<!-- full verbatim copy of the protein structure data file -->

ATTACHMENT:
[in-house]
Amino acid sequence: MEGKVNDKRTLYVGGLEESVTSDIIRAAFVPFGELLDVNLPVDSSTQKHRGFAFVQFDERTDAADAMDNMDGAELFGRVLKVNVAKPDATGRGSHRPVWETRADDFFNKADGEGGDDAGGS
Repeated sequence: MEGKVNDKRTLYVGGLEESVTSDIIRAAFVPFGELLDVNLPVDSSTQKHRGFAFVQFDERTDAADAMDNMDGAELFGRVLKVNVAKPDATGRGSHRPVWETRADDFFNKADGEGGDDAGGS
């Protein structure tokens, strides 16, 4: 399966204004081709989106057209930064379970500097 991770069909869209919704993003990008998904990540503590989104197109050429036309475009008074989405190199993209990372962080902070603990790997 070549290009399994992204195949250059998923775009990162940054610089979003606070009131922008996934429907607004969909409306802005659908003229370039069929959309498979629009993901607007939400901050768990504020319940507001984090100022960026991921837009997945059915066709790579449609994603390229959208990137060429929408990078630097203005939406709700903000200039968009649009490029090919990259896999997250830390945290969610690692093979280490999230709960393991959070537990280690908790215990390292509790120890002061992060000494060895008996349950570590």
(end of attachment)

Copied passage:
[in-house]
Amino acid sequence: MEGKVNDKRTLYVGGLEESVTSDIIRAAFVPFGELLDVNLPVDSSTQKHRGFAFVQFDERTDAADAMDNMDGAELFGRVLKVNVAKPDATGRGSHRPVWETRADDFFNKADGEGGDDAGGS
Repeated sequence: MEGKVNDKRTLYVGGLEESVTSDIIRAAFVPFGELLDVNLPVDSSTQKHRGFAFVQFDERTDAADAMDNMDGAELFGRVLKVNVAKPDATGRGSHRPVWETRADDFFNKADGEGGDDAGGS
């Protein structure tokens, strides 16, 4: 399966204004081709989106057209930064379970500097 991770069909869209919704993003990008998904990540503590989104197109050429036309475009008074989405190199993209990372962080902070603990790997 070549290009399994992204195949250059998923775009990162940054610089979003606070009131922008996934429907607004969909409306802005659908003229370039069929959309498979629009993901607007939400901050768990504020319940507001984090100022960026991921837009997945059915066709790579449609994603390229959208990137060429929408990078630097203005939406709700903000200039968009649009490029090919990259896999997250830390945290969610690692093979280490999230709960393991959070537990280690908790215990390292509790120890002061992060000494060895008996349950570590």